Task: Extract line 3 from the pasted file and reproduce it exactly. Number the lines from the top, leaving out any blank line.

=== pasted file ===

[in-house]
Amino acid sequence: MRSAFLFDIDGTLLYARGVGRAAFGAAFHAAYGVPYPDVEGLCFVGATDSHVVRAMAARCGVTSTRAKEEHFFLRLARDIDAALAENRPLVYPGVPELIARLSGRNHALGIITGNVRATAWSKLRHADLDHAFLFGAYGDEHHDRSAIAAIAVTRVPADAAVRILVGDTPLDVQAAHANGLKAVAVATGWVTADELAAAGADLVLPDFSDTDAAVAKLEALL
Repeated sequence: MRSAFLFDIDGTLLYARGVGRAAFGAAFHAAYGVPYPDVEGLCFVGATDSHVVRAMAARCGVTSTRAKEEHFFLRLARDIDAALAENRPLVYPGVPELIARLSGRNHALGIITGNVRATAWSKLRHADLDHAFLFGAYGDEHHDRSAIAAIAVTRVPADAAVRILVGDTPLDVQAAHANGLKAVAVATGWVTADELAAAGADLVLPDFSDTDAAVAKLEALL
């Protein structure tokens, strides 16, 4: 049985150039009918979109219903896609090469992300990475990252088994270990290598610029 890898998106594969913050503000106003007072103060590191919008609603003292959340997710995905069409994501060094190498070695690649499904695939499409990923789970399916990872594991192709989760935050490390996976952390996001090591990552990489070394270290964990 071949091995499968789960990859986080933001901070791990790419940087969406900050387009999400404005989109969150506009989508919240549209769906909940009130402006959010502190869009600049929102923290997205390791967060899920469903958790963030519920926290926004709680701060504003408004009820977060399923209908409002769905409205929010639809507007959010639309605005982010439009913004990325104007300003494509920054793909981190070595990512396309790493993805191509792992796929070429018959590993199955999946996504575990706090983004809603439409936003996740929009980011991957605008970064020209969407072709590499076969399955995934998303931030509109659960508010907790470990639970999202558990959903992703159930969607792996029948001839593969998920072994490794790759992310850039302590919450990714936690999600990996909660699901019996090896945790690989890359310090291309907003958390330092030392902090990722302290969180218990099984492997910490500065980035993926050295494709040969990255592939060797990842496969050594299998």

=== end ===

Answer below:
Repeated sequence: MRSAFLFDIDGTLLYARGVGRAAFGAAFHAAYGVPYPDVEGLCFVGATDSHVVRAMAARCGVTSTRAKEEHFFLRLARDIDAALAENRPLVYPGVPELIARLSGRNHALGIITGNVRATAWSKLRHADLDHAFLFGAYGDEHHDRSAIAAIAVTRVPADAAVRILVGDTPLDVQAAHANGLKAVAVATGWVTADELAAAGADLVLPDFSDTDAAVAKLEALL